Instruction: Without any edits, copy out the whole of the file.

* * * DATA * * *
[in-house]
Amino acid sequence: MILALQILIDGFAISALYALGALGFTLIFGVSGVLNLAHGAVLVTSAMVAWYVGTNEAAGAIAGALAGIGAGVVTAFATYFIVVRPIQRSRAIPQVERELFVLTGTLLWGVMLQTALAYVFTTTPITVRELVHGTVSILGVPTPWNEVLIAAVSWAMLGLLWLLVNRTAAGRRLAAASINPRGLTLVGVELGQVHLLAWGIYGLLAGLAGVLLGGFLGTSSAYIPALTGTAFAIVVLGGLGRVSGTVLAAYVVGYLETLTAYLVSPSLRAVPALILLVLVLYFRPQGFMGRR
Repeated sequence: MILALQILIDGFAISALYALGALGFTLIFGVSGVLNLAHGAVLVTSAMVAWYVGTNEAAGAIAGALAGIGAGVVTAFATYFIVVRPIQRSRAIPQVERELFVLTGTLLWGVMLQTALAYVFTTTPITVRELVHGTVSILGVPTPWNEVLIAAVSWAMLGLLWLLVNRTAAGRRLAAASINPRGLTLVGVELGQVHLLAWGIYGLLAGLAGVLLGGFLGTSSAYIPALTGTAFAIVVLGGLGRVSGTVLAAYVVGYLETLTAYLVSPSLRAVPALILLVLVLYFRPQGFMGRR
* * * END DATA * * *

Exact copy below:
[in-house]
Amino acid sequence: MILALQILIDGFAISALYALGALGFTLIFGVSGVLNLAHGAVLVTSAMVAWYVGTNEAAGAIAGALAGIGAGVVTAFATYFIVVRPIQRSRAIPQVERELFVLTGTLLWGVMLQTALAYVFTTTPITVRELVHGTVSILGVPTPWNEVLIAAVSWAMLGLLWLLVNRTAAGRRLAAASINPRGLTLVGVELGQVHLLAWGIYGLLAGLAGVLLGGFLGTSSAYIPALTGTAFAIVVLGGLGRVSGTVLAAYVVGYLETLTAYLVSPSLRAVPALILLVLVLYFRPQGFMGRR
Repeated sequence: MILALQILIDGFAISALYALGALGFTLIFGVSGVLNLAHGAVLVTSAMVAWYVGTNEAAGAIAGALAGIGAGVVTAFATYFIVVRPIQRSRAIPQVERELFVLTGTLLWGVMLQTALAYVFTTTPITVRELVHGTVSILGVPTPWNEVLIAAVSWAMLGLLWLLVNRTAAGRRLAAASINPRGLTLVGVELGQVHLLAWGIYGLLAGLAGVLLGGFLGTSSAYIPALTGTAFAIVVLGGLGRVSGTVLAAYVVGYLETLTAYLVSPSLRAVPALILLVLVLYFRPQGFMGRR